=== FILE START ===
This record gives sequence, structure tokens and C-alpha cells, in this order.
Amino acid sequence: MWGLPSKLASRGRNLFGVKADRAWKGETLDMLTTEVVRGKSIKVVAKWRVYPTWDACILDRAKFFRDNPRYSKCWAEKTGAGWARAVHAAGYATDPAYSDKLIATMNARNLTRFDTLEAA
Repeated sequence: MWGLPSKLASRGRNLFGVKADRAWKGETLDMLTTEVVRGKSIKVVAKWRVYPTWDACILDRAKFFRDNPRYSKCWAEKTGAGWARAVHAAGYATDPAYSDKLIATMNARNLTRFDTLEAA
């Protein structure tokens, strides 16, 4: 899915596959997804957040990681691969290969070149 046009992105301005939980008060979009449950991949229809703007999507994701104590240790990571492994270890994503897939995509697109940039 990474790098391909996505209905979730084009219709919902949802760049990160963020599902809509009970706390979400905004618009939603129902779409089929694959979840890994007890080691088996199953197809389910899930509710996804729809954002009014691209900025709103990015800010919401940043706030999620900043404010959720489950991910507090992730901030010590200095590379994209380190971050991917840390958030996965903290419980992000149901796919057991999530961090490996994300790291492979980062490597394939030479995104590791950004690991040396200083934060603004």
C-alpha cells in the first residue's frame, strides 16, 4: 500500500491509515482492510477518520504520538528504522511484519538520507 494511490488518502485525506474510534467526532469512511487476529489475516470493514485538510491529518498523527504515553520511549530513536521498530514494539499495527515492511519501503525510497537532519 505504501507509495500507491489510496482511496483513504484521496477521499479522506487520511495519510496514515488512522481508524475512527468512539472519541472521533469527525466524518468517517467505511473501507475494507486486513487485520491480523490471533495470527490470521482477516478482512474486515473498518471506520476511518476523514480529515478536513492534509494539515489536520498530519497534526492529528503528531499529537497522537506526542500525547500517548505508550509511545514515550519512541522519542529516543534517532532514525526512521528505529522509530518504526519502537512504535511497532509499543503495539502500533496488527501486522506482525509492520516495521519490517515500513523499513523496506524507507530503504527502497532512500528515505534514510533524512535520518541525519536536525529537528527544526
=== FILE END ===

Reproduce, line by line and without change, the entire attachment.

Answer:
This record gives sequence, structure tokens and C-alpha cells, in this order.
Amino acid sequence: MWGLPSKLASRGRNLFGVKADRAWKGETLDMLTTEVVRGKSIKVVAKWRVYPTWDACILDRAKFFRDNPRYSKCWAEKTGAGWARAVHAAGYATDPAYSDKLIATMNARNLTRFDTLEAA
Repeated sequence: MWGLPSKLASRGRNLFGVKADRAWKGETLDMLTTEVVRGKSIKVVAKWRVYPTWDACILDRAKFFRDNPRYSKCWAEKTGAGWARAVHAAGYATDPAYSDKLIATMNARNLTRFDTLEAA
């Protein structure tokens, strides 16, 4: 899915596959997804957040990681691969290969070149 046009992105301005939980008060979009449950991949229809703007999507994701104590240790990571492994270890994503897939995509697109940039 990474790098391909996505209905979730084009219709919902949802760049990160963020599902809509009970706390979400905004618009939603129902779409089929694959979840890994007890080691088996199953197809389910899930509710996804729809954002009014691209900025709103990015800010919401940043706030999620900043404010959720489950991910507090992730901030010590200095590379994209380190971050991917840390958030996965903290419980992000149901796919057991999530961090490996994300790291492979980062490597394939030479995104590791950004690991040396200083934060603004």
C-alpha cells in the first residue's frame, strides 16, 4: 500500500491509515482492510477518520504520538528504522511484519538520507 494511490488518502485525506474510534467526532469512511487476529489475516470493514485538510491529518498523527504515553520511549530513536521498530514494539499495527515492511519501503525510497537532519 505504501507509495500507491489510496482511496483513504484521496477521499479522506487520511495519510496514515488512522481508524475512527468512539472519541472521533469527525466524518468517517467505511473501507475494507486486513487485520491480523490471533495470527490470521482477516478482512474486515473498518471506520476511518476523514480529515478536513492534509494539515489536520498530519497534526492529528503528531499529537497522537506526542500525547500517548505508550509511545514515550519512541522519542529516543534517532532514525526512521528505529522509530518504526519502537512504535511497532509499543503495539502500533496488527501486522506482525509492520516495521519490517515500513523499513523496506524507507530503504527502497532512500528515505534514510533524512535520518541525519536536525529537528527544526